Aging Senators’ Zoom With Zelenskyy Went About as Well as You’d Expect

Some shared screen shots that could have compromised Zelenskyy’s safety.

Viewers watch the speech of Ukrainian President Volodymyr Zelenskyy at an event in the Czech Republic on March 4, 2022.Photo/Miroslav Chaloupka (CTK via AP Images)

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Ukrainian President Volodymyr Zelenskyy met with members of the US Congress Saturday morning to plead for more military help—he asked for either a no-fly zone over his country to protect it from Russian air attacks, or shipments of planes. While Congressional leadership praised the meeting, it seems to have had all of the hiccups you might expect from a Zoom call involving dozens of aging, tech-inept, publicity-hungry American politicians. 

The event was, of course, an opportunity for members of Congress to brag about their involvement in the crisis: Members of both parties posted pictures of themselves participating in the call and even sending side-messages to Zelenskyy, who appeared unshaven and wearing an army green t-shirt as he spoke about the need for military assistance.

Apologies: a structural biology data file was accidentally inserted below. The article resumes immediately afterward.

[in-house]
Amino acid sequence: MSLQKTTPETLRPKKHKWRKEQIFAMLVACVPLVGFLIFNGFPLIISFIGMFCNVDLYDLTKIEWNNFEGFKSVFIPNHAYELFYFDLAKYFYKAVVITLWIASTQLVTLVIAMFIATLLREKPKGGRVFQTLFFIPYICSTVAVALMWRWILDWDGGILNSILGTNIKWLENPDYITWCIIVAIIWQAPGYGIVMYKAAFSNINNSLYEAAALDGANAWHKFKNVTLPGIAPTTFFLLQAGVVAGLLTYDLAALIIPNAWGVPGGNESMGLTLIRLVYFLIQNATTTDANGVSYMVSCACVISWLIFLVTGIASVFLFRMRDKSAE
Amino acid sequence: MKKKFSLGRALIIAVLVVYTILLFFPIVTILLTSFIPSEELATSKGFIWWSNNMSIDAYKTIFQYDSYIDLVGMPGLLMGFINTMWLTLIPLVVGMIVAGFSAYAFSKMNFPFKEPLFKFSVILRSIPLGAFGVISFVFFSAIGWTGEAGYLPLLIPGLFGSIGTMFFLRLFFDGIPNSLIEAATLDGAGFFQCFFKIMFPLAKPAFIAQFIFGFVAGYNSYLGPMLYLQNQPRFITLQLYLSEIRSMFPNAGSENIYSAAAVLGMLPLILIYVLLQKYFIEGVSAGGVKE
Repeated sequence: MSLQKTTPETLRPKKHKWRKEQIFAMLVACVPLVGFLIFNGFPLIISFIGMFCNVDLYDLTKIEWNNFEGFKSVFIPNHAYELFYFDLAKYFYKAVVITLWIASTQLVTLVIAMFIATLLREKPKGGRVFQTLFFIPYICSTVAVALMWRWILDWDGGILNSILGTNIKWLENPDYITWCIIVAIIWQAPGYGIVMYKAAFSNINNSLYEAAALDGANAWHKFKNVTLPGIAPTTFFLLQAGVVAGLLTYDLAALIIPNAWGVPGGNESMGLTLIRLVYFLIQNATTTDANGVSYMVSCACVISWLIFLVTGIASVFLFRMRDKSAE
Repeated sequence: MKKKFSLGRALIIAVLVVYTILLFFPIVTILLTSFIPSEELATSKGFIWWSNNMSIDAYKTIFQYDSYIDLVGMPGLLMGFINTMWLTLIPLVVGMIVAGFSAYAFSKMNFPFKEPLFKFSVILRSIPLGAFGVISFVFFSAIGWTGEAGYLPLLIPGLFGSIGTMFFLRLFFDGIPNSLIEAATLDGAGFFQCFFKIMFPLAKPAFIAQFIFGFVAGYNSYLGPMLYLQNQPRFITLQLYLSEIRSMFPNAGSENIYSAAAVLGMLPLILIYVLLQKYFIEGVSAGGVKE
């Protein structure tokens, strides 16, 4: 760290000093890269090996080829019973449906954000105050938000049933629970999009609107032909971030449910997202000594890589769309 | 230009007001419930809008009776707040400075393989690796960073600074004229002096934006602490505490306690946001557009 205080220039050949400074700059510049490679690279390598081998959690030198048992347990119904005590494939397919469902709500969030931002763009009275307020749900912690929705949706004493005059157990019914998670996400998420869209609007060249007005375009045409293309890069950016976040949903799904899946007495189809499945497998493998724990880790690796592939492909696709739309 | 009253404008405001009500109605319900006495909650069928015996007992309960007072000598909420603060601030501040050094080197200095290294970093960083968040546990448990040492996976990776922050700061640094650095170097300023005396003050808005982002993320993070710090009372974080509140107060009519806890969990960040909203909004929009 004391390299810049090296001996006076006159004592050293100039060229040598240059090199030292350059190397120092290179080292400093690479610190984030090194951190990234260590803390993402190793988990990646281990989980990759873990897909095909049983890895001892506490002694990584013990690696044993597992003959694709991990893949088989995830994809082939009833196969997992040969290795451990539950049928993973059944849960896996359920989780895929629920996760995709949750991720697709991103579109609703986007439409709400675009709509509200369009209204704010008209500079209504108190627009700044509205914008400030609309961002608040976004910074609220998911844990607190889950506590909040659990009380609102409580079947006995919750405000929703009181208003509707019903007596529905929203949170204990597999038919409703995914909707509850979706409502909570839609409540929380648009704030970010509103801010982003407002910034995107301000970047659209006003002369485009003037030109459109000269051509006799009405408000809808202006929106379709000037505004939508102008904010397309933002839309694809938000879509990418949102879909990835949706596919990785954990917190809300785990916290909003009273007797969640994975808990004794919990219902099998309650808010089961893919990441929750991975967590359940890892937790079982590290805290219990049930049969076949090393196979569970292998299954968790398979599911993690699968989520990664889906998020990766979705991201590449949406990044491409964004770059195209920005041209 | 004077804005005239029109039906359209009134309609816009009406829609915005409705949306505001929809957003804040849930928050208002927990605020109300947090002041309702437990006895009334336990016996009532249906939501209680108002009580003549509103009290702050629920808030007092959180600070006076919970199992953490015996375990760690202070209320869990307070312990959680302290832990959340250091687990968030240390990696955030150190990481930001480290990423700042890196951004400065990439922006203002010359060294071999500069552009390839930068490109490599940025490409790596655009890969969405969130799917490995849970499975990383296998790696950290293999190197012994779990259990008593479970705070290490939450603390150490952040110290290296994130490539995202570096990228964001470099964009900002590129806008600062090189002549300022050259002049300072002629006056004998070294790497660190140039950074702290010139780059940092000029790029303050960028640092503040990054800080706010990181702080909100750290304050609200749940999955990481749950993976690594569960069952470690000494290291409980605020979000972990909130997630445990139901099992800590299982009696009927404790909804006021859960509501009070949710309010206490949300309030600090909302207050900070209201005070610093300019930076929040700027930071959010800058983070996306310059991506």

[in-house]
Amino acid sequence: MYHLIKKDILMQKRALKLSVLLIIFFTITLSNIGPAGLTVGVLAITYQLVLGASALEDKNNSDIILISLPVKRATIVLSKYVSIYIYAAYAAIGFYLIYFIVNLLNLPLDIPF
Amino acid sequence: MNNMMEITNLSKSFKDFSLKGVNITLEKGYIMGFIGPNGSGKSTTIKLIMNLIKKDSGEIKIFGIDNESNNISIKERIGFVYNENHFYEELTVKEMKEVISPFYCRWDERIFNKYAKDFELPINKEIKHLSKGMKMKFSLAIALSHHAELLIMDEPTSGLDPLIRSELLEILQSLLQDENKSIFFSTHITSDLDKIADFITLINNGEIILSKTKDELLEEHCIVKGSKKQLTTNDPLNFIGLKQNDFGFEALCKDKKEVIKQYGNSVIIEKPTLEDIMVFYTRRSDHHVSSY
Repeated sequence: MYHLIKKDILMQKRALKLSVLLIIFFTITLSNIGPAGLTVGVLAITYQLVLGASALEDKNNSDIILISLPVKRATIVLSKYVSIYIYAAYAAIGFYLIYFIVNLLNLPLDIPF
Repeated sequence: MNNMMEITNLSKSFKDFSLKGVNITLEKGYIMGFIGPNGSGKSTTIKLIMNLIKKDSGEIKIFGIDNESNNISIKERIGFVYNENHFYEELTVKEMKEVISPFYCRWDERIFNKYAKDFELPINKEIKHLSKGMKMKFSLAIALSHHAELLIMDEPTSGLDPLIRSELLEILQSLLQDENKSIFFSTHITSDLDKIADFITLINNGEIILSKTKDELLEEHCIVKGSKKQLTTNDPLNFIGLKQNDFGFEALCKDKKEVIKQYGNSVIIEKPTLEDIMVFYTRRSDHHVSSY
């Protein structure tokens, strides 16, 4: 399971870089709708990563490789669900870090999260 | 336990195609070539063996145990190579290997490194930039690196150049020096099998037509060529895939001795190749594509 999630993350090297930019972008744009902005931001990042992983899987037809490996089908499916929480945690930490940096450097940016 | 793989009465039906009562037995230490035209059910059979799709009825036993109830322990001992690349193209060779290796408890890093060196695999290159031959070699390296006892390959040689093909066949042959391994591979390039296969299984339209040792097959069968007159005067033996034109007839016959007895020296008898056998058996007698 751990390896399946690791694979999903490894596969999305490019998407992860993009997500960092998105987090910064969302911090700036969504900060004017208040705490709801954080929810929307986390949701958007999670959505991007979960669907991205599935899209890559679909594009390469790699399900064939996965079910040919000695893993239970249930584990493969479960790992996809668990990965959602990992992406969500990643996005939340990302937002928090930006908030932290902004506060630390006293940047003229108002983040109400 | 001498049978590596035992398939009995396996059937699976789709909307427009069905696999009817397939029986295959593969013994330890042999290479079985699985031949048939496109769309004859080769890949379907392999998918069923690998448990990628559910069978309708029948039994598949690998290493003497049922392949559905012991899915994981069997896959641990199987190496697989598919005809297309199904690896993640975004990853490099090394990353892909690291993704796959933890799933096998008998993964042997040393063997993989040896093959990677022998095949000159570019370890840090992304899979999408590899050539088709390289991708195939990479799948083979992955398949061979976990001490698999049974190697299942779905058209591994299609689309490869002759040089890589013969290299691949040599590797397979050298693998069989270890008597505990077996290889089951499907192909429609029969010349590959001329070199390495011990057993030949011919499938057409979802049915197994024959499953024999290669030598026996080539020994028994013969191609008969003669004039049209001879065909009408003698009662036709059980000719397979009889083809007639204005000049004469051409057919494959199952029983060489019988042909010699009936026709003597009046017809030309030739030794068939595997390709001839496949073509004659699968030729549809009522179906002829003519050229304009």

But GOP senators Marco Rubio, of Florida, and Steve Daines, of Montana, were blasted by some of their colleagues for doing their bragging in a real-time—something that members of Congress were specifically asked not to do to ensure Zelenskyy’s safety.

In a less serious Zoom call infraction, Zelenskyy himself had to scold Florida Republican Rick Scott for his own bad etiquette.

 

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Minority rule, corruption, disinformation, attacks on those who dare tell the truth: There is a direct line from what's happening in Russia and Ukraine to what's happening here at home. And that's what MoJo's Monika Bauerlein writes about in "Their Fight Is Our Fight" to unpack the information war we find ourselves in and share a few examples to show why the power of independent, reader-supported journalism is such a threat to authoritarians.

Corrupt leaders the world over can (and will) try to shut down the truth, but when the truth has millions of people on its side, you can't keep it down for good. And there's no more powerful or urgent argument for your support of Mother Jones' journalism right now than that. We need to raise about $450,000 to hit our online fundraising budget in these next few months, so please read more from Monika and pitch in if you can.

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